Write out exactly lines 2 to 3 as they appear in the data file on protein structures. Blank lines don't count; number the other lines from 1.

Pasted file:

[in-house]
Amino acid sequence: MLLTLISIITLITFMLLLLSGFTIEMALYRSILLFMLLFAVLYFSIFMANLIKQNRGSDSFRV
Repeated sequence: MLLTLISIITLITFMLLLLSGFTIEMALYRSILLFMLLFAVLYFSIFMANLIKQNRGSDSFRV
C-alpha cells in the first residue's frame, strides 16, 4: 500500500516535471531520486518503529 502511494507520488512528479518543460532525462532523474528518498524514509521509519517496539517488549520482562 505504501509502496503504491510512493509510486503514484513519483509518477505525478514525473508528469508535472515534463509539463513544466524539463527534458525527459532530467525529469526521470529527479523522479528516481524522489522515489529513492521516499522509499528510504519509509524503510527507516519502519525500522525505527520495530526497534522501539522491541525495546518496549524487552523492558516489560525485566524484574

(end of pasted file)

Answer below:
Amino acid sequence: MLLTLISIITLITFMLLLLSGFTIEMALYRSILLFMLLFAVLYFSIFMANLIKQNRGSDSFRV
Repeated sequence: MLLTLISIITLITFMLLLLSGFTIEMALYRSILLFMLLFAVLYFSIFMANLIKQNRGSDSFRV